NASA unveiled the first of the long-awaited photographs taken by the New Horizons spacecraft during its Pluto flyby that took place on July 14. They reveal among other things the presence of mountains even 3,500 meters (11,000 feet) high. A photo of Charon taken on July 13 was also released and it shows several fractures on its crust. These close-up images show geological activity on both Pluto and Charon, an unexpected fact.
Today, NASA’s New Horizons space probe will carry out the much anticipated Pluto flyby. When at NASA’s mission control center it’s early morning, it will pass at a distance that will reach a minimum of 12,500 kilometers (about 7,800 miles) from the dwarf planet. All New Horizons’ instruments will be used to analyze Pluto as ever before but some time will be devoted also to its moons, particularly Charon.
An article published in the journal “Nature Physics” describes the study conducted on the supermassive black hole known as PKS 1830-211 using observations made with ESA’s Integral and NASA’s Fermi and Swift space telescopes. The peculiarity is that these observations used a gravitational lensing effect created by a galaxy to explore the inner regions of the area around the black hole and the gamma rays that come from it.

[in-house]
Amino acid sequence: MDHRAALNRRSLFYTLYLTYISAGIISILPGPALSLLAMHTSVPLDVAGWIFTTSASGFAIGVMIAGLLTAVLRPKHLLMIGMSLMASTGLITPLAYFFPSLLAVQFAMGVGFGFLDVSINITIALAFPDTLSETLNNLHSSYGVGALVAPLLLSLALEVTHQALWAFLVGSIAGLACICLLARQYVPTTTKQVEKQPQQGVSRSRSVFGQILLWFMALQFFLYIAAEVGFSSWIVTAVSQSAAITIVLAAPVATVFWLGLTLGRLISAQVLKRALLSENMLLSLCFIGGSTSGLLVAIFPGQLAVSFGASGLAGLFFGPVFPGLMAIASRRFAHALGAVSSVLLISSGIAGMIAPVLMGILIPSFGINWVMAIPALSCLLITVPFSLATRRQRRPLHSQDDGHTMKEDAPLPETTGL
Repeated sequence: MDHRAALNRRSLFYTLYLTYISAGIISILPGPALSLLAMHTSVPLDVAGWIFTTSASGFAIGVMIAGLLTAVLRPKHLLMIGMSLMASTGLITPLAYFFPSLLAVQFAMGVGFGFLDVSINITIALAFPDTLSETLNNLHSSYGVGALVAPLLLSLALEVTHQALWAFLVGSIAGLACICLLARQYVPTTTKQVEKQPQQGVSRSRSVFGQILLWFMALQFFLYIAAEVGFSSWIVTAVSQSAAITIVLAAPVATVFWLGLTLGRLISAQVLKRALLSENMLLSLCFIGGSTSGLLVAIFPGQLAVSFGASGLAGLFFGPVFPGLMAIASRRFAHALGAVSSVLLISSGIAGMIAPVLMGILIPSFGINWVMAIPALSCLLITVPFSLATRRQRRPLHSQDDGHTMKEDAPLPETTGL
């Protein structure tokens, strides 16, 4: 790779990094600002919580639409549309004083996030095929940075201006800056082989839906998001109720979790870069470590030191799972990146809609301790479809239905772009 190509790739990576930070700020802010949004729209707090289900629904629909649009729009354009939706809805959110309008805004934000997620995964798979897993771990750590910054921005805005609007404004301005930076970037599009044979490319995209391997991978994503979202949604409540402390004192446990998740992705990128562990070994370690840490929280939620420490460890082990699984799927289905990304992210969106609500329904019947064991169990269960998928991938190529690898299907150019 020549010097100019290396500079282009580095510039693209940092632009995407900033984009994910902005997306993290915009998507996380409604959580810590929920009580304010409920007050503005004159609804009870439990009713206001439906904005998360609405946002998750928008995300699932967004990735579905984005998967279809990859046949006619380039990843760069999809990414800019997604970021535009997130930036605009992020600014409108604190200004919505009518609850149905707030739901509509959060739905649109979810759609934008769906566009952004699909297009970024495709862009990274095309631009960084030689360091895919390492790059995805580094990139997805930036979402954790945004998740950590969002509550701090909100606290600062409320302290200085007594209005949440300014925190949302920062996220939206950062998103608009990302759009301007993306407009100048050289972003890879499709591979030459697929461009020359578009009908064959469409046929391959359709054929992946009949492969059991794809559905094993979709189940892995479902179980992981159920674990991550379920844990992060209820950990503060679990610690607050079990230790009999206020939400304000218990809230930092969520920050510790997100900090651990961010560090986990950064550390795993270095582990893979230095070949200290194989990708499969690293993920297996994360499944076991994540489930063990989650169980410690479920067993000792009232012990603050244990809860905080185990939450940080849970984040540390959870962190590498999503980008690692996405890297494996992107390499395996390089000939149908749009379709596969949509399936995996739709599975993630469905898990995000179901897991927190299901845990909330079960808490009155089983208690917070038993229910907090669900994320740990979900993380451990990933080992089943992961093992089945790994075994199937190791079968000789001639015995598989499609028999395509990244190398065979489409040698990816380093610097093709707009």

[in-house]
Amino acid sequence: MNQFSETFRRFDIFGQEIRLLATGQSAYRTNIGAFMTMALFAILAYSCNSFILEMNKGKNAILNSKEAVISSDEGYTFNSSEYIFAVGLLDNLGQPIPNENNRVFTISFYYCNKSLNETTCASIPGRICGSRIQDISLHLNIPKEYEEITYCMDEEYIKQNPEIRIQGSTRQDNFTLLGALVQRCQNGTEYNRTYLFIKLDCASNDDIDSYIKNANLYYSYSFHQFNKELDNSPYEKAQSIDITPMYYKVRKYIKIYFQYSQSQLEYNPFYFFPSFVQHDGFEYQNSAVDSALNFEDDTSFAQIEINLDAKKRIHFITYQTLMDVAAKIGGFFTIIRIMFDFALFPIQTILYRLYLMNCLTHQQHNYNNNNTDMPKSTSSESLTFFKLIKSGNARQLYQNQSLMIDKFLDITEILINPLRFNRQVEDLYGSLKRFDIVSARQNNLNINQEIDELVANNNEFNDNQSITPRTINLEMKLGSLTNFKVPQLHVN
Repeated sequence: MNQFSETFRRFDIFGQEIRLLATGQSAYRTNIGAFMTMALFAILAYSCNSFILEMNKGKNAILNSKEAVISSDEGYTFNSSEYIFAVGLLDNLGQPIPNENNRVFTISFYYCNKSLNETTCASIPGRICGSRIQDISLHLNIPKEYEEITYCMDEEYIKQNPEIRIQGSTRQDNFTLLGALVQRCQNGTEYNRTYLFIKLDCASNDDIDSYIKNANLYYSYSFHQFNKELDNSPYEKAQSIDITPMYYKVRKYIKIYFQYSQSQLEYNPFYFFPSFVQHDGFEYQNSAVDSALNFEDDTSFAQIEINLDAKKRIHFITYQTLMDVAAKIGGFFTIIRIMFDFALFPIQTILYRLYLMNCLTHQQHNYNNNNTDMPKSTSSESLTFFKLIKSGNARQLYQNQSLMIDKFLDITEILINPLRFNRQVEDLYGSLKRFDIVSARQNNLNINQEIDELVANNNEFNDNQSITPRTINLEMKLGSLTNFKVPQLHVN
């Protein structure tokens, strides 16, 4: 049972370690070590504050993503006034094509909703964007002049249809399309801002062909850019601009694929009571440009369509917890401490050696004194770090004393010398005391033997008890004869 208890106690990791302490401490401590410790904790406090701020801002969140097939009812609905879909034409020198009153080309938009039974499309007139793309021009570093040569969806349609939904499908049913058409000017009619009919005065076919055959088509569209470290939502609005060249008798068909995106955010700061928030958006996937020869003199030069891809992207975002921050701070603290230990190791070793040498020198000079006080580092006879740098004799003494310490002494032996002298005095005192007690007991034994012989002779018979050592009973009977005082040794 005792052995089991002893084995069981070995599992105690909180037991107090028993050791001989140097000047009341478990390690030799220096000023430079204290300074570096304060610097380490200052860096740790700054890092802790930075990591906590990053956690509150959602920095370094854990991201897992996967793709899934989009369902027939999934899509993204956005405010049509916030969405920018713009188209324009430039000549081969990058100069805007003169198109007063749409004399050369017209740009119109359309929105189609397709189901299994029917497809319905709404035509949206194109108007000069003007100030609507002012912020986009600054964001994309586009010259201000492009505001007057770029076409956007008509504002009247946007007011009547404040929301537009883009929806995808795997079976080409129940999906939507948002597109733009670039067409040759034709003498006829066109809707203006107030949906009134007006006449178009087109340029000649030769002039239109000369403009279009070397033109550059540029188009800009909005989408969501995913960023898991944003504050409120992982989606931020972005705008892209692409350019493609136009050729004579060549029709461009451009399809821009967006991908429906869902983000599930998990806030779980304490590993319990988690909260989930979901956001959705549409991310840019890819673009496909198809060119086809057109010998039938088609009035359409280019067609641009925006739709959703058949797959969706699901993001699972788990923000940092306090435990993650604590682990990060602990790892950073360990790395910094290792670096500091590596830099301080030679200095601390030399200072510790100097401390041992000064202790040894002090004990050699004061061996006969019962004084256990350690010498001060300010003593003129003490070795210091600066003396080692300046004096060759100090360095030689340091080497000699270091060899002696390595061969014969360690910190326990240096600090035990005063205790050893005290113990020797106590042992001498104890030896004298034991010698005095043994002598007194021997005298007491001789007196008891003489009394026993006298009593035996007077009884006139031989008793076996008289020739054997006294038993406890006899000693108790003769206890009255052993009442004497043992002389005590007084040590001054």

In the journal “Nature Communications” an article was published on the study of images of the planet Venus taken during its transit, its passage between the Sun and the Earth, which occurred in June 2012, taken by two satellites: NASA’s SDO and NASA and JAXA’s Hinode. This research allowed to look at Venusian atmosphere in a different way measuring the way it absorbs the different types of light. This type of study allows to get important clues about the presence of various chemical elements in the atmosphere’s layers. It will also be useful to improve the techniques to examine exoplanets’ atmosphere.
An article published in “Nature” describes the research conducted by an international team led by Jochen Greiner of the Max-Planck-Institut für extraterrestrische Physik, Garching, Germany who studied a gamma-ray burst (GRB) detected on December 9, 2011 by NASA’s Swift satellite and called GRB 111209A. It was an exceptional phenomenon because it lasted more than three hours when gamma-ray bursts typically last from a few seconds to a few minutes. It was the first case of GRB associated with a supernova, called SN 2011kl, which produced a magnetar, a neutron star with an incredibly strong magnetic field.